Health

Northern Alberta industries urged to support unique mental health issues of employees

Employers need to be more proactive in helping workers maintain their psychological well-being, including by being more cognizant of suicide prevention strategies, a mental health summit in Grande Prairie, Alta., heard this week.

A two-day mental health summit, hosted this week by Northwestern Polytechnic and the Resource Centre for Suicide Prevention in Grande Prairie, focused on promoting wellness in trades, industry and agriculture. The northwestern Alberta city, a 460-kilometre drive from Edmonton, relies heavily on agriculture, forestry and oil and gas sectors.

It was the first summit to specifically focus on mental health in these industries, said Tracy Golnick, director of men’s mental health at the centre. 

Northern Alberta has a high suicide rate compared to other regions in the province. In 2021, there were 192 confirmed suicides in the region, according to statistics compiled by the Office of the Chief Medical Examiner.

OK to talk about struggles

“In northern Alberta, we have a lot of industries that have a culture of ‘Work hard, play hard’ and a mentality of ‘You just get it done,'” Tammy Monro, a public education and outreach director with the Resource Centre for Suicide Prevention, said in an interview.

These kinds of attitudes are common in agriculture and oilfield trades, Monro said.

“You don’t talk about your feelings. And we’re really hoping to break down those barriers and break that stigma as well and let people know that it’s OK to talk about their mental health.”

Drivers of suicide in the region are not well understood. However, work-related factors — such as working in remote communities and volatile work environments — may be contributing to the suicide rate, Monro said at the summit.

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Employers can play a significant role in reducing suicide risks among their employees, she said.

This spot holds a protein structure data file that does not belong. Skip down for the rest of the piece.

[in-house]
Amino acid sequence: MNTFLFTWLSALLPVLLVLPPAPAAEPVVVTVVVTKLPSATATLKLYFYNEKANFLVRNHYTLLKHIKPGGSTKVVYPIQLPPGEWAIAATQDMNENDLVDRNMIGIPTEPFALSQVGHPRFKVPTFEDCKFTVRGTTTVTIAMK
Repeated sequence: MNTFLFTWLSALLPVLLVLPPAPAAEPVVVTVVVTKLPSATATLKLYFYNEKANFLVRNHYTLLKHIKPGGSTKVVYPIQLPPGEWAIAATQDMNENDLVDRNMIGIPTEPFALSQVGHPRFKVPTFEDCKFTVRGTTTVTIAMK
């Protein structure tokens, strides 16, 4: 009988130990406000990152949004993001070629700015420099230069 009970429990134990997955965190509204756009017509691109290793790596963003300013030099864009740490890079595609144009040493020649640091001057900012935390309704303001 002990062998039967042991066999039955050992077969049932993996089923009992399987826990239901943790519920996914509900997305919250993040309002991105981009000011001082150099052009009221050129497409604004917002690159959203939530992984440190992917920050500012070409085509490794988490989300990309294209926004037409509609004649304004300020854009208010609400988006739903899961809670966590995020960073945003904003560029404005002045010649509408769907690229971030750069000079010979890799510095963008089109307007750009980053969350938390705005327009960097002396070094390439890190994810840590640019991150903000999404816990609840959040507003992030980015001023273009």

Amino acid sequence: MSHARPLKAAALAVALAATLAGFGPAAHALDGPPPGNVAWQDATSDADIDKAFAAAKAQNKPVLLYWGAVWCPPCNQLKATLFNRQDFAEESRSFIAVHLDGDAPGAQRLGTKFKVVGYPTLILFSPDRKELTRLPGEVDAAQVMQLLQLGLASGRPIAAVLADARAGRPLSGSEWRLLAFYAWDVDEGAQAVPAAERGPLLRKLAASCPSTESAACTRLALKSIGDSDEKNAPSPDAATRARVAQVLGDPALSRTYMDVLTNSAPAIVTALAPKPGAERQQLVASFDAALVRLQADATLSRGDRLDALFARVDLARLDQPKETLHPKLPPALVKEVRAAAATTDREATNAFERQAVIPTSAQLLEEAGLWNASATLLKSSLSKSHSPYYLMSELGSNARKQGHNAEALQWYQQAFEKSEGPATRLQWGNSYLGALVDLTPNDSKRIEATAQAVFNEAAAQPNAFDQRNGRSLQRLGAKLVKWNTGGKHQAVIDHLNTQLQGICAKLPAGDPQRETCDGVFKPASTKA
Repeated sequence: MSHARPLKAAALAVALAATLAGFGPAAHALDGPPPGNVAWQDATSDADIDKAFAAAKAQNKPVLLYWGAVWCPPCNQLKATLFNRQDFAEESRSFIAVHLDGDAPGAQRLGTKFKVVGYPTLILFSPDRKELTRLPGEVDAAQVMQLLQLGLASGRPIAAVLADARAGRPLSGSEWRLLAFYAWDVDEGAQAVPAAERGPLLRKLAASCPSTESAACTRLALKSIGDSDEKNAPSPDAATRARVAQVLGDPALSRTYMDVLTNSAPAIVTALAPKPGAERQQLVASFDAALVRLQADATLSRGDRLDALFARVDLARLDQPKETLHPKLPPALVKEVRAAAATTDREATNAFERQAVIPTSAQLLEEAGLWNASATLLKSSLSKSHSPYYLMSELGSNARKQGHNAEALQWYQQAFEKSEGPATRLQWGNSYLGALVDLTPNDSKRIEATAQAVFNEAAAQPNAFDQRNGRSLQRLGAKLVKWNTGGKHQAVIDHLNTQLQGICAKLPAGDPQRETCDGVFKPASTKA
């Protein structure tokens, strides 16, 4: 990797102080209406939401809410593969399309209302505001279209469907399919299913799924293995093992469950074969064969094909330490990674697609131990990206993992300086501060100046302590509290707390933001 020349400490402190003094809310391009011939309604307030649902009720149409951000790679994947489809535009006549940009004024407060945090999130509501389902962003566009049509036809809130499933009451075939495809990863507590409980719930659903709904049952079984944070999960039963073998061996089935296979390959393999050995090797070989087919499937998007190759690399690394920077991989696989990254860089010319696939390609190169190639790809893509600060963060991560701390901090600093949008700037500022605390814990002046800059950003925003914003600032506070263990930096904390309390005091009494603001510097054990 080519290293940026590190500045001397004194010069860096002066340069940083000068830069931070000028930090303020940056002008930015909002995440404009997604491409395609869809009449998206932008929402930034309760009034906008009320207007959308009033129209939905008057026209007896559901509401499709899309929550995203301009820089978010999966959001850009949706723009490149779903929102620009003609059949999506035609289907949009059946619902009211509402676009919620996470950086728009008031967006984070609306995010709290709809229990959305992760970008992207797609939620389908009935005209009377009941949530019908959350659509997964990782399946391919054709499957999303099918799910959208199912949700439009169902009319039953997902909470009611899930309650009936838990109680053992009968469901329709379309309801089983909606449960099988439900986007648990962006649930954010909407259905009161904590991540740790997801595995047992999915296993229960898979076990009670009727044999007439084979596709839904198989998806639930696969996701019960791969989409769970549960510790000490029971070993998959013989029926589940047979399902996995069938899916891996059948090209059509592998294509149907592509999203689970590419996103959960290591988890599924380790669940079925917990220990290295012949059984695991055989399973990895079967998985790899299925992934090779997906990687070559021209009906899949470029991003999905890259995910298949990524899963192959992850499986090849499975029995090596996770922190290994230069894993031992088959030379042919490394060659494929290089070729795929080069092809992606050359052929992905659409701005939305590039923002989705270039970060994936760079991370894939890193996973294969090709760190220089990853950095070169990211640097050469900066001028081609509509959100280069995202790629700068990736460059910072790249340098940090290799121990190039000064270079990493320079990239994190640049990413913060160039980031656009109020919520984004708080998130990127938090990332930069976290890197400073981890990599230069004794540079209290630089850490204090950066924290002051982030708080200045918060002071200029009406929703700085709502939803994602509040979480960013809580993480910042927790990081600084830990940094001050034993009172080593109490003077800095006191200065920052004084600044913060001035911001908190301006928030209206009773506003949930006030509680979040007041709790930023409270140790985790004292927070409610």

Golnick said companies are becoming more attuned to the mental health needs of their employees. 

“There are a lot of new conversations happening in companies, so they’re kind of almost blazing that path when it comes to best practices,” Golnick said in an interview.

“Some companies are doing it really well. Some people, or some companies, are just starting to have those conversations.”

Remote work camps, similar to this one north of Prince George, B.C., can present unique mental health issues for employees. (Coastal GasLink/Contributed)

Oil and gas exploration company ConocoPhillips Canada has stepped up to support mental well-being in the workplace, offering an employee assistance program and peer support, said Lindsay Partington, a ConocoPhillips field supervisor who attended the summit. 

“You are away from home and family. It’s making sure that we have all the resources and support in place if you need someone to reach out to,” Partington told CBC in an interview.

Partington oversees field services, such as trucking, chemicals and permitting at a ConocoPhillips site close to Fort McMurray. She was involved in initiatives to improve employee mental well-being, including being on the company’s health and wellness committee, even before taking a management position.

“I was just very passionate about it,” said Partington, who now is a company leader in getting resources and supports in place.

Golnick said rotational work can be difficult for some employees. 

“There are some people that thrive in a fly-in, fly-out” type of rotation for work, she said. “And there are some individuals that struggle.”

It’s important for companies to recognize and have conversations about the potential emotional toll of shift work, she said.

Golnick said some companies are offering their employees opportunities to recharge their batteries, even if it’s in a remote work setting. 

“Some of the camps that I’ve personally been to really put an emphasis on that work-life balance. There are lots of opportunities to kind of connect outside of the workday,” she said. 

“So, even though you’re at camp there’s time to socialize at supper. There’s times in the game rooms. Companies often will bring in speakers on different topics, theatres, a lot of physical activity.

“A lot of companies formed their own communities for their employees when they’re outside of work.”

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